German superstore Lidl has been accused by a PC Advisor reader of selling secondhand computers as new.
Mr Sharpe contacted us after he had received poor service when he took his PC back to the Lidl store, claiming that he had found another user's data on the hard drive.
Since returning the PC Mr Sharpe is still out of pocket, and has been phoning customer services to try and get his money back. "I have called and called and keep being put on hold and when I do get through the person takes a message and never gets back to me," he told us.
Under the Supply of Goods Act, all goods sold must be safe, durable and fit for purpose. Goods must also correspond with their description so, if the computer was sold as new, the buyer should be its first owner.
The store, which operates a 'no refunds' policy on goods, took the computer from Mr Sharpe, leaving him with only a receipt.
"Handing over the computer in exchange for a receipt was a good move," said a spokesman at the CA (Consumers Association). "Under the law, goods are returned when a user rejects them; handing them back to the purchaser is more than enough evidence of rejection."
Anyone who finds themselves in this situation, according to the CA, should write a letter to the company involved stating in simple terms that they have rejected the goods and require a full refund.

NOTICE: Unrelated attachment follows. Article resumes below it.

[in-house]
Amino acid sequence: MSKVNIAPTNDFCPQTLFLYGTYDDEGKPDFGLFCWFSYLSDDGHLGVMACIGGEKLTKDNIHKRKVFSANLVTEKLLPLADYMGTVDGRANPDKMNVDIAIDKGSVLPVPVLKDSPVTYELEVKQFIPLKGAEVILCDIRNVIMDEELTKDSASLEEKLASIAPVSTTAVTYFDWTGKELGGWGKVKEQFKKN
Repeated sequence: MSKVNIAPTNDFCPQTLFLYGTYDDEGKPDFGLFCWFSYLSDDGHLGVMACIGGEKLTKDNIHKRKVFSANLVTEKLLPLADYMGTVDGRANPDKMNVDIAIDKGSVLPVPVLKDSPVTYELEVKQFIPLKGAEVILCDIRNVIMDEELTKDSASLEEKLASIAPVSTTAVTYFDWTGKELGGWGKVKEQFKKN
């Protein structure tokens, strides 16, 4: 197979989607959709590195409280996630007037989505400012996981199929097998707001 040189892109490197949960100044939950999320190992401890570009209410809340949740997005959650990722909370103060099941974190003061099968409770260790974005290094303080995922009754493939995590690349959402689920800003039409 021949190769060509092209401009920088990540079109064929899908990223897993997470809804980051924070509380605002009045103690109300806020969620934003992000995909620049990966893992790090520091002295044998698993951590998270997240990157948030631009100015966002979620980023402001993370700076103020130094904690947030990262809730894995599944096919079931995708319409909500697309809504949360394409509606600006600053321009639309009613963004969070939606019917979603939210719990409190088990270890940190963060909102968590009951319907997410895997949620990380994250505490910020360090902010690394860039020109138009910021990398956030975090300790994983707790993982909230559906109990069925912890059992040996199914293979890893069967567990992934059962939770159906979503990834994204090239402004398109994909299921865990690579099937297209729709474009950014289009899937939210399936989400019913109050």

"A company cannot refuse a full refund if the goods do not comply with the Supply of Goods Act," said CA's spokesman. "If they do, it will then be a legal matter for Trading Standards."
It is also important to keep a log of all phone calls made to the company, and any conversations resulting from these, as well as names of all those employees who have been involved in the process.
"Obviously if consumers pay on credit cards then they have a separate course of action with their credit card company as well," added the CA's spokesman.
We tried to contact Lidl regarding the problems Mr Sharpe had encountered — no easy feat given that it has just one phone line for all customer enquiries regarding recruitment, store information, opening hours and complaints.
Eventually we managed to get the number of a Lidl spokesperson who said, "I would say sorry but I am not going to apologise for company policy. We are a private limited company and we do not speak to the press. All I can say is that we are aware of this complaint."
Mr Sharpe is writing to Lidl to reject the computer as suggested by the CA, but given Lidl's approach to customer service we won't be holding our breath for a swift resolution.